Self-Compassion for LD Learners

Sometimes the language of self-development can admittedly feel awkward or to some, pretentious. Since the field is relatively new and language evolves, it can be a little uncomfortable to use it at first when at the family dinner table with Uncle Frank and Aunt Edith :). Nonetheless, “Self-Compassion” describes ways of thinking and behaving that are health promoting, and not for the weak.

Children and adults with learning differences, struggling with school, often grow up with feelings of being “not good enough” and with thoughts of diminished capacity.

This is video describes what self-compassion can mean, and the need for this type of self-care.

This article, which references Dr. Kristen Neff (the speaker in the video), is specific to college freshman, Self-Compassion for Freshman

What does self-compassion mean for people with Dyslexia?

Sanford

About Sanford

Learning Disabilities specialist and Educational Consultant
This entry was posted in Books and Videos, Learning Disabilities and Mental Health, Social Issues and Ideas. Bookmark the permalink.

2 Responses to Self-Compassion for LD Learners

  1. Claire Hilder says:

    I would like to ask if you know of any specific resources for teaching self compassion to students with learning disabilities? I realise, or at least I think I realise, that the same concepts of self compassion apply to one and all but many of the resources I can find in terms of videos and workbooks seem to be aimed more at mainstream students.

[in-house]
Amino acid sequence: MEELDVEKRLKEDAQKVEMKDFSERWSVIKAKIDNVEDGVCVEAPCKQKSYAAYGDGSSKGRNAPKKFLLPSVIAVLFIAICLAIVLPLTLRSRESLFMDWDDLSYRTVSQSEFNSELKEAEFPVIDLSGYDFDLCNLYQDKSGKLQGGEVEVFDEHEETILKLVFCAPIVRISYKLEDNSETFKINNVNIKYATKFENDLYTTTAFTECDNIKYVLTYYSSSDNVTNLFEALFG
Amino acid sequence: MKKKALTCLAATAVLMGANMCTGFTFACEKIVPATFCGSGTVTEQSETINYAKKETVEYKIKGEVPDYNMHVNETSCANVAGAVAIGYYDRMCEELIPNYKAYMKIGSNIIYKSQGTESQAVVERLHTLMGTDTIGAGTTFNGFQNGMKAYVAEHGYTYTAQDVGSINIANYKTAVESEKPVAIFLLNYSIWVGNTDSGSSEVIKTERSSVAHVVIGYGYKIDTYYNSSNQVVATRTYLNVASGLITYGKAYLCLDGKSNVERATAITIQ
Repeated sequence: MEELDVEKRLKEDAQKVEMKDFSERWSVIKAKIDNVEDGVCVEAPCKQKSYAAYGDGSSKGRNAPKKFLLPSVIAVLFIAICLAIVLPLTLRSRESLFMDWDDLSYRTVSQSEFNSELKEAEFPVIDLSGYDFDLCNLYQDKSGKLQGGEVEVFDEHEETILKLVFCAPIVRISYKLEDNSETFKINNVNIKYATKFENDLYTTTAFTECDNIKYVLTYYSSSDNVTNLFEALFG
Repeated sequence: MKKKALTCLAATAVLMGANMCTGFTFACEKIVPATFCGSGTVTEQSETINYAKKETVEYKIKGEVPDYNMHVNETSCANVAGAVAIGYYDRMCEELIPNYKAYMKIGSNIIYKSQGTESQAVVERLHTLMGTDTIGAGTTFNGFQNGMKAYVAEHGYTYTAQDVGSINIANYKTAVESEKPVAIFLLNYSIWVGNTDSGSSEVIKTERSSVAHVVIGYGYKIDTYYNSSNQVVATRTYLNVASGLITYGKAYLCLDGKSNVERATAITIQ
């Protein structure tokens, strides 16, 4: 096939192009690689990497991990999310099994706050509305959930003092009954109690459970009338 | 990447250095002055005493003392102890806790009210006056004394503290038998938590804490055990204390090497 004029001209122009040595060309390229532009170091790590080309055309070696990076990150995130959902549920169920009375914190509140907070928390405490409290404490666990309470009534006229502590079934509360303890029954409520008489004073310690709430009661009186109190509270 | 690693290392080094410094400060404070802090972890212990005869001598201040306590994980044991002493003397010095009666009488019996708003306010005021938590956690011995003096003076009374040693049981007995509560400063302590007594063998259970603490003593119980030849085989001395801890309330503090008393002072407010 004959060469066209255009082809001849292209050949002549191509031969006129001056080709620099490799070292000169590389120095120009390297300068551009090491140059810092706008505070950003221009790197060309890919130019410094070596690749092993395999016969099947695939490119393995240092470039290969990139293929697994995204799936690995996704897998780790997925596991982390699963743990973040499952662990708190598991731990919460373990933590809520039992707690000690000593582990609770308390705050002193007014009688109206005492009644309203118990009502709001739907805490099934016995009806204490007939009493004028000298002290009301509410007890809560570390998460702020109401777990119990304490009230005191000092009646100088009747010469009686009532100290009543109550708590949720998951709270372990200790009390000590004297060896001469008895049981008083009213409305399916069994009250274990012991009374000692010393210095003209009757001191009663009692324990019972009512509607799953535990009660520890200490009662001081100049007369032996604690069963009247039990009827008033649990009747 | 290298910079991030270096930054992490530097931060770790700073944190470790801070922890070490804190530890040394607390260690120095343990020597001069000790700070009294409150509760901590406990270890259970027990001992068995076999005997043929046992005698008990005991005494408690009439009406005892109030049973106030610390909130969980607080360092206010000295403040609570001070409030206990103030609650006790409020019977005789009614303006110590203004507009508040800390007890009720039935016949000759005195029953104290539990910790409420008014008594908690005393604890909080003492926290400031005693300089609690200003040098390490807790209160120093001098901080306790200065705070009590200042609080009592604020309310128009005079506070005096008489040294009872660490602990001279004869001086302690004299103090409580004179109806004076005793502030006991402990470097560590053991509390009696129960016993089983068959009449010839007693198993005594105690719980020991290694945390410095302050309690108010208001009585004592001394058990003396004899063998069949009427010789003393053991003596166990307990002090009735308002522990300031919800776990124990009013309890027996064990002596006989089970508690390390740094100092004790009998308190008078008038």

2. Sanford says:

    Hi Claire,

    Thanks for writing in. You’re spot on in that self-compassion and the keys for encouragement of this habit of mind isn’t really about the specifics of LD or any other situation or condition that leads a kid to lose it or need it. The general themes are the same for any child. So if you’ve found some good nonspecific resources I would say use them, try them out and then creatively use them. I would use the resources that you find as a springboard to invite students to reflect on how they and their personal struggles connect. It’s an opportunity. In fact by watching a video for example (or any other media/print) on a kid with another and different type of struggle they can sometimes more easily see the “others’) need for self compassion than if you jumped directly into LD related issues.

    The other thing that is important is to model these qualities yourself. As adults, as parents and as therapists or mentors, kids can connect to things they see the adults model.

    Please let us know how it goes and if you find generic non specific to LD resources you find useful.

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